Architectural firm Dache Design, doing business as an anonymous Montauk, N.Y.-based company, has filed applications for a three-story, single-family townhouse at 50 Clifton Place, located at the corner of Grand Avenue in Clinton Hill. It will measure 3,238 square feet, of which 2,375 square feet will be utilized as living space. The townhouse will be topped by a roof terrace. Nikolai Katz’s Battery Park City-based architectural firm is the architect of record. The 25-foot-wide, 2,500-square-foot property is currently vacant. The new building must be approved by the Landmark Preservation Commission, as the site sits within the Clinton Hill Historic District.
For the second time in as many years, the Landmarks Preservation Commission has approved a new design for the plaza at the base of one Upper East Side residential building.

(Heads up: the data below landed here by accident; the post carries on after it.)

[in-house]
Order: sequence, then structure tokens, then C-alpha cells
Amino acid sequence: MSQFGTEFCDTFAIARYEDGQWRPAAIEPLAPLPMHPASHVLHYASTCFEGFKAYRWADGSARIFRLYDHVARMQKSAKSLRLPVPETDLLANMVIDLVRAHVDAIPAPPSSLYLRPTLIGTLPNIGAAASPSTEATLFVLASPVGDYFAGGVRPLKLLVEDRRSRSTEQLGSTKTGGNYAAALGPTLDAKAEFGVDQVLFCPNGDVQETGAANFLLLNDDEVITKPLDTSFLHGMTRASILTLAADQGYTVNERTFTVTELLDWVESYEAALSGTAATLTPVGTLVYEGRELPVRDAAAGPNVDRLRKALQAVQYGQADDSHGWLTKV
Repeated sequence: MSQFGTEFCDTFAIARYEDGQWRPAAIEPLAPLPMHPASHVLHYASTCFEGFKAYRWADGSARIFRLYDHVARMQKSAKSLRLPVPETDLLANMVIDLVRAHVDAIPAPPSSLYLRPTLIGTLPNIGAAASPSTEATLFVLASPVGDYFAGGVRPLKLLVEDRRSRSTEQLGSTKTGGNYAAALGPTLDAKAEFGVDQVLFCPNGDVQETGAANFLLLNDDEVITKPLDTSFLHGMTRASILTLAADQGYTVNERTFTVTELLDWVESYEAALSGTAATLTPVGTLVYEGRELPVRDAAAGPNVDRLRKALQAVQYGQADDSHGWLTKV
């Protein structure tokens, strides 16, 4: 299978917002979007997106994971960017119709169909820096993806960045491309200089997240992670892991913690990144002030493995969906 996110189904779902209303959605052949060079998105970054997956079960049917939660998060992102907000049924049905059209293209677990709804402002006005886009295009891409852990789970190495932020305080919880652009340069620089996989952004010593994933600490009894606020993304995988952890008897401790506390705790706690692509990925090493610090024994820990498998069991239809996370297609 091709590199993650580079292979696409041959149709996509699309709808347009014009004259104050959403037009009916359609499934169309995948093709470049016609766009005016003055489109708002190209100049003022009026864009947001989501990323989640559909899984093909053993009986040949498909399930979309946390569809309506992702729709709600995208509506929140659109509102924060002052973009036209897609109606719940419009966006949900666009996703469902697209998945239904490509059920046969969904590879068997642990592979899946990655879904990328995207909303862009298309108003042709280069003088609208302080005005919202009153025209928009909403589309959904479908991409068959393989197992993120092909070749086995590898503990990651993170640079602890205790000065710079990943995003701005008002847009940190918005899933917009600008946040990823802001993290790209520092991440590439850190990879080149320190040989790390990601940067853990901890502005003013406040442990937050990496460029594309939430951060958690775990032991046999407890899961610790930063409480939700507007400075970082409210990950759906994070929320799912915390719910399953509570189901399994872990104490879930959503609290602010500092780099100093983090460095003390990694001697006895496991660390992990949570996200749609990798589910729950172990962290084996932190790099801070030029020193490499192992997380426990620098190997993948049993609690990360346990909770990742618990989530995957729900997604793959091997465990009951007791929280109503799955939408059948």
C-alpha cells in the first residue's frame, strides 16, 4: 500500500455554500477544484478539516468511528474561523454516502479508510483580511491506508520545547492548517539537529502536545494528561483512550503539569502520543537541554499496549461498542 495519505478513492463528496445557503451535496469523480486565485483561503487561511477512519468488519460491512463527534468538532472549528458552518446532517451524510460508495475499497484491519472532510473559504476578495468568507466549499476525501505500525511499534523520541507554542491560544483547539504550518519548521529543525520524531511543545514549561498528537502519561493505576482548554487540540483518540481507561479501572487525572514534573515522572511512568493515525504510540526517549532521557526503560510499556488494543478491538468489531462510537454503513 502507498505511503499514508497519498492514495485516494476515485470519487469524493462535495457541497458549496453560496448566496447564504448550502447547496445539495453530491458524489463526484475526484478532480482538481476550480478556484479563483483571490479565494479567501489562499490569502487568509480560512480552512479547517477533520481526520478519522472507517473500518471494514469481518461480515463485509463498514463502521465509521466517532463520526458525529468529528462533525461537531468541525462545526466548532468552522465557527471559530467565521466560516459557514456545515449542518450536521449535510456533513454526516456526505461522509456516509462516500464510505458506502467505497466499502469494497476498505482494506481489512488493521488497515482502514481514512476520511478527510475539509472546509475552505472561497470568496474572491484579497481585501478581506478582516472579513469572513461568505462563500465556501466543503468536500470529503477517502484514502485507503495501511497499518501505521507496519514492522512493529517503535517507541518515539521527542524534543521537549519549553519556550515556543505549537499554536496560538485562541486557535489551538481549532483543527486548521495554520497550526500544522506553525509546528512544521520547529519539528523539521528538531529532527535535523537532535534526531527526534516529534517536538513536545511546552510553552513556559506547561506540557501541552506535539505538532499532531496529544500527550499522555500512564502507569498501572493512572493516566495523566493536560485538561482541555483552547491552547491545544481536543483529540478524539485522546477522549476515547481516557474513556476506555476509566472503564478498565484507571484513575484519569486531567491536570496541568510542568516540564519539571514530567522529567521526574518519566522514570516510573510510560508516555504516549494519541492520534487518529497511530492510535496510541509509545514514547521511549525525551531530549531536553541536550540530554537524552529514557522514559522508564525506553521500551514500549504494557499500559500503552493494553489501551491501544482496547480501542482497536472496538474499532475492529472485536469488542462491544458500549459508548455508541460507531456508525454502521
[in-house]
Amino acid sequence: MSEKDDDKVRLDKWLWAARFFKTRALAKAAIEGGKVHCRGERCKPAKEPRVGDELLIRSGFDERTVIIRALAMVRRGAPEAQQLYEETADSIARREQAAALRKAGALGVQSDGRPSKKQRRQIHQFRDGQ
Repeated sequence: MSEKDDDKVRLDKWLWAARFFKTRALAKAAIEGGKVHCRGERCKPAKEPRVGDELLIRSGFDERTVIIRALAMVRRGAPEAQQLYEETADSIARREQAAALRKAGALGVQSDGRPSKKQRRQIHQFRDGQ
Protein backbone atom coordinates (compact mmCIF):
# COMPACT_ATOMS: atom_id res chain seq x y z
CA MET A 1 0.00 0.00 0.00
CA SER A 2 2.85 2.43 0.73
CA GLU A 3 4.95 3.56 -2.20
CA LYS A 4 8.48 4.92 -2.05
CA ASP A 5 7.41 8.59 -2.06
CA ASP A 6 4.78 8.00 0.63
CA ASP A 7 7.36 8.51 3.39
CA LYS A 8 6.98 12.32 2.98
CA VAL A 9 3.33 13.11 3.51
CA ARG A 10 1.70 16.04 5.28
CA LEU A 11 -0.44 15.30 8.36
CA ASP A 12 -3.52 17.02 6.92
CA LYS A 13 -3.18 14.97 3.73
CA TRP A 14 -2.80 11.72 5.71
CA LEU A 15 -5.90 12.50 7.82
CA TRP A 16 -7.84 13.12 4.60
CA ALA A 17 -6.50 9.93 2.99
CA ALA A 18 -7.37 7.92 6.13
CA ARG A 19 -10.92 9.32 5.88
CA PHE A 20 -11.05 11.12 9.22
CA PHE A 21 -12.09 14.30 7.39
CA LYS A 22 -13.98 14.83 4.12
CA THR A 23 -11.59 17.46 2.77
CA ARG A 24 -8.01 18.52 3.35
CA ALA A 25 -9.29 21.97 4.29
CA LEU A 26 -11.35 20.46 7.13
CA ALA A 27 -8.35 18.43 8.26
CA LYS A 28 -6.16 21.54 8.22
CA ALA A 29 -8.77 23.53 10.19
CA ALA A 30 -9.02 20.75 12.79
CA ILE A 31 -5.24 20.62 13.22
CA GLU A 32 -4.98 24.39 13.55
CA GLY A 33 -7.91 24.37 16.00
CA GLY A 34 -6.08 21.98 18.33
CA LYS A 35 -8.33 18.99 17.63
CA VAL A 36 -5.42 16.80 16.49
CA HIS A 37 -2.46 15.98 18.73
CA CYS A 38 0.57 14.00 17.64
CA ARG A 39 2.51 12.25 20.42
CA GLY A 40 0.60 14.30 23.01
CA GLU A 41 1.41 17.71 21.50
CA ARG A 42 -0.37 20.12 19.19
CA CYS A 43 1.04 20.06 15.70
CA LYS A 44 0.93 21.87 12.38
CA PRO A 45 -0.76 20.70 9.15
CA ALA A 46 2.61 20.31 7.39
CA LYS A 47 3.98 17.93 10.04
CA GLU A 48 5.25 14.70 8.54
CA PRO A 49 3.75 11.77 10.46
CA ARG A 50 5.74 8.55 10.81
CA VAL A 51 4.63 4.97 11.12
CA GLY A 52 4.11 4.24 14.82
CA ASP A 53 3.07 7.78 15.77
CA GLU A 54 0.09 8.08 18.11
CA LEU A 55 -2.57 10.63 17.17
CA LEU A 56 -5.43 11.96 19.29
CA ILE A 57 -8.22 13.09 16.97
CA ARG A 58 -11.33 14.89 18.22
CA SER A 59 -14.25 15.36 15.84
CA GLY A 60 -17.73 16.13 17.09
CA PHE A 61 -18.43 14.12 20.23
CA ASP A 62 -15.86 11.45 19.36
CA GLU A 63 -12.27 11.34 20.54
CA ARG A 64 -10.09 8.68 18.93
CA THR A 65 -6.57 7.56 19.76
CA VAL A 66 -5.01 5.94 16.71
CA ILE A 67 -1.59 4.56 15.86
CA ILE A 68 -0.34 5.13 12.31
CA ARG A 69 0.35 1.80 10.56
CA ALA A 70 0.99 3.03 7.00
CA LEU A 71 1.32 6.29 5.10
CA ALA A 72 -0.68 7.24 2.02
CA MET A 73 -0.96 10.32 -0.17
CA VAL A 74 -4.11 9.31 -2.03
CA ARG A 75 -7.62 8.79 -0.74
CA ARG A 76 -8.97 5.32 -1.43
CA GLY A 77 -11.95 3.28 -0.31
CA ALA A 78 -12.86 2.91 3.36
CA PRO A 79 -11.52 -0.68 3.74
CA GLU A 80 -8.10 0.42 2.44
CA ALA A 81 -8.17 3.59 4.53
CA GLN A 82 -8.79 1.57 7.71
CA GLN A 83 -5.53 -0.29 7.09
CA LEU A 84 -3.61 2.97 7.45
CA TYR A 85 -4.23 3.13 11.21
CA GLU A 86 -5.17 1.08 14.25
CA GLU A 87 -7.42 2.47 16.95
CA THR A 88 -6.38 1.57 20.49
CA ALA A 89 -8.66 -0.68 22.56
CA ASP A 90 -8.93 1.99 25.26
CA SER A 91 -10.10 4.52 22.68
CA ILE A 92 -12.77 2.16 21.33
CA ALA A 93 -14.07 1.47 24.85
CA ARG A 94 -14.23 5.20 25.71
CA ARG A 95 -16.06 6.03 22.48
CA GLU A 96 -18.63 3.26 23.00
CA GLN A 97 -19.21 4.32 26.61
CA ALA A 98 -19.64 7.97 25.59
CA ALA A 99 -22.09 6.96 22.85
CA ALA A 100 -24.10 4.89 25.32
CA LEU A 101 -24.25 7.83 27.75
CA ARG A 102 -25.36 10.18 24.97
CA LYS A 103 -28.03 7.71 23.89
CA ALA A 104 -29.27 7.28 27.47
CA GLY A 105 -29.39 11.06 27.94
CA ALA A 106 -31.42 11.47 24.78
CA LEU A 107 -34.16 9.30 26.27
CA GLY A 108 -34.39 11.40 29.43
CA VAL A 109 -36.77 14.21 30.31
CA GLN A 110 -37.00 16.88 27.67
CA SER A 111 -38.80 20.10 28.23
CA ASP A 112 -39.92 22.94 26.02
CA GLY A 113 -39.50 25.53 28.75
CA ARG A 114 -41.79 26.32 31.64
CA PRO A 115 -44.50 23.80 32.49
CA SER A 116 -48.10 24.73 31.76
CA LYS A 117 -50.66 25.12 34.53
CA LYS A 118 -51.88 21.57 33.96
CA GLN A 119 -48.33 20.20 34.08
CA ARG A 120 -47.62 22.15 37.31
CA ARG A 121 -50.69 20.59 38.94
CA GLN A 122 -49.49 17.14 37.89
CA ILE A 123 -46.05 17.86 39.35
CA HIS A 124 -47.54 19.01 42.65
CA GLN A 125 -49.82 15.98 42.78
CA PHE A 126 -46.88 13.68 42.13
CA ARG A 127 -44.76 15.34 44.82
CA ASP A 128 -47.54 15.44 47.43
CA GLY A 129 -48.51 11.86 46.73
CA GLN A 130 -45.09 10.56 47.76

Last week, Anbau Enterprises held a groundbreaking ceremony for their planned 13-story, 19-unit mixed-use project at 207 West 79th Street, on the Upper West Side. Foundation work appears to have completed, which means the ceremony likely indicates the project will soon begin its ascent skyward. The latest building permits show that the project will encompass 71,568 square feet. There will be 5,194 square feet of retail space on the ground floor, followed by 19 condominiums averaging a spacious 2,887 square feet apiece. Amenities include a fitness center, private residential storage space, laundry facilities, and storage for 10 bikes. Morris Adjmi Architects is designing the exterior and interior spaces. The project was approved by the Landmarks Preservation Commission in October of 2014. The project required the LPC’s approval since it sits within the Upper West Side/Central Park West Historic District. Completion is expected in 2017.
A pre-Civil War corner building in New York City’s first historic district will be restored to its former glory. On Tuesday, the Landmarks Preservation Commission approved a plan to rebuild 100 Clark Street, which is also known as 1 Monroe Place.
A proposal to add four stories of residential space to a single-story commercial building in Queens is still on hold. On Tuesday, the Landmarks Preservation Commission, for the second time, declined to approve the plan for 35-64 85th Street.